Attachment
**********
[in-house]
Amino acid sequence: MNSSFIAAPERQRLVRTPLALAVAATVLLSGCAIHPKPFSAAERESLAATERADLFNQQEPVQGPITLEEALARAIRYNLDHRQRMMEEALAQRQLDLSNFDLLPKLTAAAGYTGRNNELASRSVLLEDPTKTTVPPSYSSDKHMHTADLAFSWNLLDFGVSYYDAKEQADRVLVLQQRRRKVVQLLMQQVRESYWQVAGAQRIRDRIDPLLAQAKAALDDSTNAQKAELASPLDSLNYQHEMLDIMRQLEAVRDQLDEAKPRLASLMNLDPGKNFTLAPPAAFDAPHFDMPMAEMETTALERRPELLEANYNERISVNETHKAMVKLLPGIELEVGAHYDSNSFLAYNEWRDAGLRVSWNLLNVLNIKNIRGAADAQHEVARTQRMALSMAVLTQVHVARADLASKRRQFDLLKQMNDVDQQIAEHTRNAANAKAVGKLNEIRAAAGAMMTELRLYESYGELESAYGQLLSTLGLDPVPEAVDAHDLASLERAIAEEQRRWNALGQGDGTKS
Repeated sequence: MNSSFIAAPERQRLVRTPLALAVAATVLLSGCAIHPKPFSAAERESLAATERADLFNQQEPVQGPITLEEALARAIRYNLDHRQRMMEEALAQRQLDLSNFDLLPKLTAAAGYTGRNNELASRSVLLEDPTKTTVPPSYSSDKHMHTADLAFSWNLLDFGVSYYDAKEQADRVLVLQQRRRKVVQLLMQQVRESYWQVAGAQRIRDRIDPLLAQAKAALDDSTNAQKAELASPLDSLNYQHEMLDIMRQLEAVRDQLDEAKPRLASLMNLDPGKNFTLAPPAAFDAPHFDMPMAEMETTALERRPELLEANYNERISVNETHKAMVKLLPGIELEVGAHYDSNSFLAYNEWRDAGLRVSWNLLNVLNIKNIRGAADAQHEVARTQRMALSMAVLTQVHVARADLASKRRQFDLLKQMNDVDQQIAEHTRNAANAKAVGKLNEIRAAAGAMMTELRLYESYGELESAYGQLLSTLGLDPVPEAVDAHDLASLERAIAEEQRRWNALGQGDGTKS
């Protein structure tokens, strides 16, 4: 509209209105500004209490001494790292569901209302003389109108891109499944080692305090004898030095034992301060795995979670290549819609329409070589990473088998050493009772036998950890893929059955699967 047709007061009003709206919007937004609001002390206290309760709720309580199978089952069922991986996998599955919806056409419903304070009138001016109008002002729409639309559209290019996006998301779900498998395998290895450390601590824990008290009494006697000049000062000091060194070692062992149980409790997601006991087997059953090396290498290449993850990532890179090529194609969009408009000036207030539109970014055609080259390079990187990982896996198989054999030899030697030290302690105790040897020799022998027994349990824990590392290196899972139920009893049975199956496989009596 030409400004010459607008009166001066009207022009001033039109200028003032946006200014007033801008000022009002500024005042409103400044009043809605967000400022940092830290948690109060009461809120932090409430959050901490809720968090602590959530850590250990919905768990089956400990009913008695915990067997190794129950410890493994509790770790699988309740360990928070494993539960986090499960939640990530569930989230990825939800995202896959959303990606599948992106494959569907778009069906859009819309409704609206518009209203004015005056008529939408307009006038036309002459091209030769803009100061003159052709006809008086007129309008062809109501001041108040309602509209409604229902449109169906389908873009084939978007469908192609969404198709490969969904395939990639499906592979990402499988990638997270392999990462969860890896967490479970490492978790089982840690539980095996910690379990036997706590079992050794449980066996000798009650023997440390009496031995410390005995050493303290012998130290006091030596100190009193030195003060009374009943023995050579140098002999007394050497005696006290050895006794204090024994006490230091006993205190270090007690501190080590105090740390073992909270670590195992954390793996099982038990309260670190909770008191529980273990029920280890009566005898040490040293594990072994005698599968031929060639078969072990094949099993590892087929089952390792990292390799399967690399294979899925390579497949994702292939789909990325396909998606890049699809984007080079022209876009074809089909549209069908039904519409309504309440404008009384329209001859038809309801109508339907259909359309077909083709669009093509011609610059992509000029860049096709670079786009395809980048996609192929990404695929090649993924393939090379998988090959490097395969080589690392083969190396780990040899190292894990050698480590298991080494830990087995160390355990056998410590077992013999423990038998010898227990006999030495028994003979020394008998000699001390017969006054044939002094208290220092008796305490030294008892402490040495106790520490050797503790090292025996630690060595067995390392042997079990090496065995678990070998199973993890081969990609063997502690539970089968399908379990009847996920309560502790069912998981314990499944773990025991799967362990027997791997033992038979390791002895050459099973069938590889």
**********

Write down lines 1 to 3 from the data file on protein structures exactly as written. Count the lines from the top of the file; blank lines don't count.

[in-house]
Amino acid sequence: MNSSFIAAPERQRLVRTPLALAVAATVLLSGCAIHPKPFSAAERESLAATERADLFNQQEPVQGPITLEEALARAIRYNLDHRQRMMEEALAQRQLDLSNFDLLPKLTAAAGYTGRNNELASRSVLLEDPTKTTVPPSYSSDKHMHTADLAFSWNLLDFGVSYYDAKEQADRVLVLQQRRRKVVQLLMQQVRESYWQVAGAQRIRDRIDPLLAQAKAALDDSTNAQKAELASPLDSLNYQHEMLDIMRQLEAVRDQLDEAKPRLASLMNLDPGKNFTLAPPAAFDAPHFDMPMAEMETTALERRPELLEANYNERISVNETHKAMVKLLPGIELEVGAHYDSNSFLAYNEWRDAGLRVSWNLLNVLNIKNIRGAADAQHEVARTQRMALSMAVLTQVHVARADLASKRRQFDLLKQMNDVDQQIAEHTRNAANAKAVGKLNEIRAAAGAMMTELRLYESYGELESAYGQLLSTLGLDPVPEAVDAHDLASLERAIAEEQRRWNALGQGDGTKS
Repeated sequence: MNSSFIAAPERQRLVRTPLALAVAATVLLSGCAIHPKPFSAAERESLAATERADLFNQQEPVQGPITLEEALARAIRYNLDHRQRMMEEALAQRQLDLSNFDLLPKLTAAAGYTGRNNELASRSVLLEDPTKTTVPPSYSSDKHMHTADLAFSWNLLDFGVSYYDAKEQADRVLVLQQRRRKVVQLLMQQVRESYWQVAGAQRIRDRIDPLLAQAKAALDDSTNAQKAELASPLDSLNYQHEMLDIMRQLEAVRDQLDEAKPRLASLMNLDPGKNFTLAPPAAFDAPHFDMPMAEMETTALERRPELLEANYNERISVNETHKAMVKLLPGIELEVGAHYDSNSFLAYNEWRDAGLRVSWNLLNVLNIKNIRGAADAQHEVARTQRMALSMAVLTQVHVARADLASKRRQFDLLKQMNDVDQQIAEHTRNAANAKAVGKLNEIRAAAGAMMTELRLYESYGELESAYGQLLSTLGLDPVPEAVDAHDLASLERAIAEEQRRWNALGQGDGTKS